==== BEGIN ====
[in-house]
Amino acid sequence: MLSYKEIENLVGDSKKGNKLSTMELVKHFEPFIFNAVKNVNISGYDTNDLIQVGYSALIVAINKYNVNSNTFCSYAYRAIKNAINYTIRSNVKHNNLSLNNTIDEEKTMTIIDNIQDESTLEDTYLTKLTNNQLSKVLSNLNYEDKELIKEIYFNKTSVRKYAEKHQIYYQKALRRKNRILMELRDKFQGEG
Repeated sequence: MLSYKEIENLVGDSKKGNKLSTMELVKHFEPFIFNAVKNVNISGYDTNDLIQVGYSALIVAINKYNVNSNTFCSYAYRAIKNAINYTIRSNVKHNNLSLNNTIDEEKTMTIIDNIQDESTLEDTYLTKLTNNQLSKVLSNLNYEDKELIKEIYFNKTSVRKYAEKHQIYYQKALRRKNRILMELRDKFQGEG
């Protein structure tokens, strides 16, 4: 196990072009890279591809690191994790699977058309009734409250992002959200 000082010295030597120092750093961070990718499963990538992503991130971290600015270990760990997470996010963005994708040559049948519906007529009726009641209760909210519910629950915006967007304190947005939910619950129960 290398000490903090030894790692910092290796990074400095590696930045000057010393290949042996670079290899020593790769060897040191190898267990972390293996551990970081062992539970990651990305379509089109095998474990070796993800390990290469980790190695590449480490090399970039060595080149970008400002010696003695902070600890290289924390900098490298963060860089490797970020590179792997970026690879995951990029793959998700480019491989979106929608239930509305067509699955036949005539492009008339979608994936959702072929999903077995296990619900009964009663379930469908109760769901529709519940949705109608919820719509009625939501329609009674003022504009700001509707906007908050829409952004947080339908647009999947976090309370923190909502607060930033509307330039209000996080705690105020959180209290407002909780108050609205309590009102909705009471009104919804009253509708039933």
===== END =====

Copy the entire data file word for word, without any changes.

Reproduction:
[in-house]
Amino acid sequence: MLSYKEIENLVGDSKKGNKLSTMELVKHFEPFIFNAVKNVNISGYDTNDLIQVGYSALIVAINKYNVNSNTFCSYAYRAIKNAINYTIRSNVKHNNLSLNNTIDEEKTMTIIDNIQDESTLEDTYLTKLTNNQLSKVLSNLNYEDKELIKEIYFNKTSVRKYAEKHQIYYQKALRRKNRILMELRDKFQGEG
Repeated sequence: MLSYKEIENLVGDSKKGNKLSTMELVKHFEPFIFNAVKNVNISGYDTNDLIQVGYSALIVAINKYNVNSNTFCSYAYRAIKNAINYTIRSNVKHNNLSLNNTIDEEKTMTIIDNIQDESTLEDTYLTKLTNNQLSKVLSNLNYEDKELIKEIYFNKTSVRKYAEKHQIYYQKALRRKNRILMELRDKFQGEG
């Protein structure tokens, strides 16, 4: 196990072009890279591809690191994790699977058309009734409250992002959200 000082010295030597120092750093961070990718499963990538992503991130971290600015270990760990997470996010963005994708040559049948519906007529009726009641209760909210519910629950915006967007304190947005939910619950129960 290398000490903090030894790692910092290796990074400095590696930045000057010393290949042996670079290899020593790769060897040191190898267990972390293996551990970081062992539970990651990305379509089109095998474990070796993800390990290469980790190695590449480490090399970039060595080149970008400002010696003695902070600890290289924390900098490298963060860089490797970020590179792997970026690879995951990029793959998700480019491989979106929608239930509305067509699955036949005539492009008339979608994936959702072929999903077995296990619900009964009663379930469908109760769901529709519940949705109608919820719509009625939501329609009674003022504009700001509707906007908050829409952004947080339908647009999947976090309370923190909502607060930033509307330039209000996080705690105020959180209290407002909780108050609205309590009102909705009471009104919804009253509708039933």